Hornady Lock and Load AP Progressive Reloading Press

If you have started the fun and adventurous hobby of reloading your own ammunition, otherwise known as cooking with explosives (OK technically, they’re high burn rate propellants), you might want to check out the Hornady Lock and Load.

Hornady Lock and Load Progressive Reloading PressWe’ve been using a Hornady Lock and Load AP progressive reloading press for about 2 years now and it has changed our life. Or at least the reloading part.

Here are the high points:

  • A progressive reloader has multiple stations so each pull of the press handle completes multiple steps such as depriming, case resizing, priming, case mouth belling, powder dispensing, bullet seating, and crimping.
  • The Hornady Lock and Load AP features automatic indexing, which means the handle pull motion also advances brass through the steps automatically.
  • Like the marketing material says, you can load 400-600 rounds per hour with this press. If you want to be extra cautious and visually verify each step, you can still easily load 200-300 rounds per hour.
  • It’s called a Lock and Load because the design features quick mount and dismount bushings that can hold your dies in just the right position. If you buy a bunch of bushings, you can have all of your dies pre-adjusted on the bushings so much of the hassle of changing calibers on the press is eliminated.
  • The powder drop mechanism only works if a case is present, so you won’t make a big powder mess.
  • You can add accessories like motorized case and bullet feeders to speed up the process even more.
  • It handles gajillions of rifle and pistol calibers. All you need is the correct Hornady Lock and Load Case Plate and normal, caliber-specific dies.

This has been a great investment for us. Hornady service is outstanding if you have questions or problems.

For the price, you can’t beat it.


Available Here Hornady Lock and Load AP Progressive Reloading Press

Shooting Chrony Beta Master Chronograph

shooting-chrony-beta-masterBe sure to get the name right on this one. The correct model identification is a Shooting Chrony ‘Beta Master’ and not the other way around.

If you’re into reloading, you absolutely, positively have to get a chronograph. Chronograph is a big word that means fancy electronic thing that figures out how fast your bullets go.

Why you ask? All myths and wives tales aside about being able to determine whether you’re in safe pressure territory or not by looking at brass while doing a rainbow moon dance, you need some verification that the loads you’re mixing are working out per the recipe – and more importantly in the published safe range.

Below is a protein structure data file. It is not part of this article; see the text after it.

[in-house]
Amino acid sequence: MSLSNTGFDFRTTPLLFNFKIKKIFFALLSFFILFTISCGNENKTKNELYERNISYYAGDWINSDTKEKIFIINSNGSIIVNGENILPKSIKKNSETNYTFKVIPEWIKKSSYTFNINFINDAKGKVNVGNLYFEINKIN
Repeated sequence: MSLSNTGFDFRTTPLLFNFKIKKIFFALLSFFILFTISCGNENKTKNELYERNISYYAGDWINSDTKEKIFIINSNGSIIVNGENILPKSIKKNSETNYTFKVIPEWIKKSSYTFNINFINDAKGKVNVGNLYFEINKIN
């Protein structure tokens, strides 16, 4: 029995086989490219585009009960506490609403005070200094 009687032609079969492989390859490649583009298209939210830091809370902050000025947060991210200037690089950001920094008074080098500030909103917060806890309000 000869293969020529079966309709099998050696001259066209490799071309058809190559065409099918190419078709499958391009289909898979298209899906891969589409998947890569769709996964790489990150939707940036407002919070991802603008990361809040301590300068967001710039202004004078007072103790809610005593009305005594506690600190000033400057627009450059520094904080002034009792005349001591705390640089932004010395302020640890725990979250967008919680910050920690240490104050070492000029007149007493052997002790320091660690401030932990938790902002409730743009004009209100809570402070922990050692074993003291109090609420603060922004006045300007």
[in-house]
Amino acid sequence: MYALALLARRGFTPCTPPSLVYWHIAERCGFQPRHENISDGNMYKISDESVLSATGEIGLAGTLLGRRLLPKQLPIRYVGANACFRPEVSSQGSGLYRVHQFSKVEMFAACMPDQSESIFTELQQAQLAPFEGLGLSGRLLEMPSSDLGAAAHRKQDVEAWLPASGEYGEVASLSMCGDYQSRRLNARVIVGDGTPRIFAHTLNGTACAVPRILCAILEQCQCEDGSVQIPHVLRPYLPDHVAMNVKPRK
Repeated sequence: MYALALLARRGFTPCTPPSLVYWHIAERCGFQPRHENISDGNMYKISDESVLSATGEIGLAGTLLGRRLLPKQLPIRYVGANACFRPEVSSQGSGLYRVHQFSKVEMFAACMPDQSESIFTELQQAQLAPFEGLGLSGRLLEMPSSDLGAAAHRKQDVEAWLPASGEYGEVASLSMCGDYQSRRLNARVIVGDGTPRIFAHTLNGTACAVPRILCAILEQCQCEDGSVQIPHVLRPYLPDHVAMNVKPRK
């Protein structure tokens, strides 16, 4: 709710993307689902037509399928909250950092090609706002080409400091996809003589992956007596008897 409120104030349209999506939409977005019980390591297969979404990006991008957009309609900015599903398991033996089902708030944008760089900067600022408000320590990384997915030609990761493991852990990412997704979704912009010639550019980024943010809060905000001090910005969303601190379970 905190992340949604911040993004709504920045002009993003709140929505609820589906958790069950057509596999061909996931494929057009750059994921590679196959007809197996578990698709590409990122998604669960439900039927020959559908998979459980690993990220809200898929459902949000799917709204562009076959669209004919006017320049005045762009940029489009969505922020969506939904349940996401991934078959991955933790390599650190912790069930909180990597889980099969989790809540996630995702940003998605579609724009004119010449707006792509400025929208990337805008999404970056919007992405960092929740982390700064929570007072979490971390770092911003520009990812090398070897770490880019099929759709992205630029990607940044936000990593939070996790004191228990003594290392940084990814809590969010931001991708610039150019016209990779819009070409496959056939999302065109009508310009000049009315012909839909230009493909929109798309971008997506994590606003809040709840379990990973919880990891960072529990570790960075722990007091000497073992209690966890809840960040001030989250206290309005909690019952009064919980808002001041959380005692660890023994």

The real reason that you need a chronograph is that you look exceptionally cool at the range. When you start setting up fancy electronic equipment, you tend to draw a crowd of people who are convinced that you are either Rob Leatham or Julie Golob, depending on your gender.

Here’s why we prefer the Beta Master over other models: The brains (translation: expensive part) of the unit sits safely on the shooting bench and not out there where the bullets fly. The brains, consisting of the circuitry, display, and controls, are connected to the sensor unit by a long cord. If you manage to hit the brains on this unit, please consider some additional shooting lessons before trying again! If you chronograph ammunition long enough, you will eventually shoot the dang thing one way or another. With the Shooting Chrony Beta Master, you’re only going to hit the (relatively) inexpensive parts – which are available as replacements from the manufacturer. We managed to shoot the wire support on ours, but that was an easy fix.

While the Beta Master unit records and memorizes shot strings so you can view them at home, it also allows you to connect an optional printer for an immediate record while at the range.

We’ve had great success with this one.

Available Here Shooting Chrony – Beta Master

Forster Case Trimmer

forster-case-trimmerSometimes the traditional, classic method is the best. We picked up a Forster Case Trimmer about a year ago for light to moderate volume case trimming chores.

And we couldn’t be happier with it.

Here are some of the primary features in the Paupers English:

  • Holes in the base allow easy mounting to a table or block.
  • A series of collets allow for an astronomical number of case caliber options.
  • Case length trim adjustment has both a coarse and fine adjustment – both of which are lockable with a set screw. This provides for excellent consistency of trim length – case to case.
  • Accessory options allow for addition of a power drive, primer pocket reamer, hollow pointer, case neck reamer, and deburring tools.

Affordable, simple, and consistent.

Highly recommended.

Available Here Forster Cast Trimmer

Review: Lee Steel 3 Die Set .357 Sig

The Good
  • Low price. Generally works.